As a result, Google's news emphasizes the urgency for organizations to chart their own migration journeys, rather than waiting to be pushed by others. For example, rather than waiting for public infrastructure to be upgraded, set your sights on, for example, creating bespoke end-to-end infrastructure that's quantum-safe by design, where everything from your business processes to day-to-day internal communications are protected. That way you don't have to wait for others to upgrade or for algorithms to be approved. You can have the protection you need for the next 50 years — today.

The First-Mile/Last-Mile Problem Is Still There

Google's update doesn't relieve the pressure for a lot of people, but it's definitely a milestone if we look at it through the lens of a wider, public infrastructure upgrade. Post-quantum migration is a multiyear journey, and it may be completed only after a functioning CRQC comes into existence, which will be too late.

To borrow a well-worn phrase from the logistics and telecommunications worlds, we still have this first-mile/last-mile problem. While these sectors have perfected their efficiency and speed challenges to get their goods and services to the home, this is where things can go horribly wrong from an end-to-end cybersecurity perspective. For organizations that need the most urgent protection from the quantum threat, a bespoke approach is needed. And it's needed today.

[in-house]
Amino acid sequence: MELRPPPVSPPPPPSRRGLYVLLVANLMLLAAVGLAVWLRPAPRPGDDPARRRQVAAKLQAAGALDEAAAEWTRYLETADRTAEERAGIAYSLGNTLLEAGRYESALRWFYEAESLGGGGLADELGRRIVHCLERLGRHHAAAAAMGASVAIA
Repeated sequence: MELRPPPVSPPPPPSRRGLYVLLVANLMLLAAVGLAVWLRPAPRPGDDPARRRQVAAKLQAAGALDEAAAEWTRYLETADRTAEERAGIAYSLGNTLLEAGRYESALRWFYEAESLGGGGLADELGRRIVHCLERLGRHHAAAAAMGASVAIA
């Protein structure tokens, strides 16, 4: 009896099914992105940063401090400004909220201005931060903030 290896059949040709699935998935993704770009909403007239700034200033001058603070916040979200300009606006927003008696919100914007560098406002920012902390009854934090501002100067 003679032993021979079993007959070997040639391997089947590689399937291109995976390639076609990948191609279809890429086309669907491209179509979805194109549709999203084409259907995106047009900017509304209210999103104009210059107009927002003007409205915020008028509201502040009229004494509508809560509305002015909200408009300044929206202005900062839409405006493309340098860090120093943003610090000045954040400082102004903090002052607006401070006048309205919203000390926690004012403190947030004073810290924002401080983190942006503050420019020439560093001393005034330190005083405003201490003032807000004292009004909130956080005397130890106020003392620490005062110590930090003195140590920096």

A hybrid approach, where multiple post-quantum and traditional encryption algorithms are combined, offers truly interoperable public-key cryptography that is resistant to quantum and traditional threats. However, this work goes beyond simply deploying algorithms, and it can cause unintended consequences in terms of speed and new risks. An organization will only be truly quantum-safe when it's secure on an end-to-end basis. That means new approaches to identity, access management, and the human risks will all be essential.

About the Author(s)

Andersen Cheng

CEO at Post-Quantum

Andersen has considerable experience in venture investing and value creation, achieving significant growth and exits for several government grade counter-terrorism and cyber security companies including TRL (a defense electronics company sold to L-3 Communications) and Satamatics (a Satellite IOT company sold to Honeywell EMS). He was the COO of the Carlyle Group's European venture fund and a founding member of LabMorgan, the e-finance unit of JP Morgan. He has also been involved in the investment and incubation of a number of fintech and other ventures. Prior to that, he was JP Morgan's European Head of Credit Risk Management and was involved in many system implementations and risk management projects connected to credit and market risk, derivative transactions, EMU, and Y2K. He also qualified as a Chartered Accountant with Deloitte, specializing in computer security and audit, and holds in excess of 15 granted and pending patents.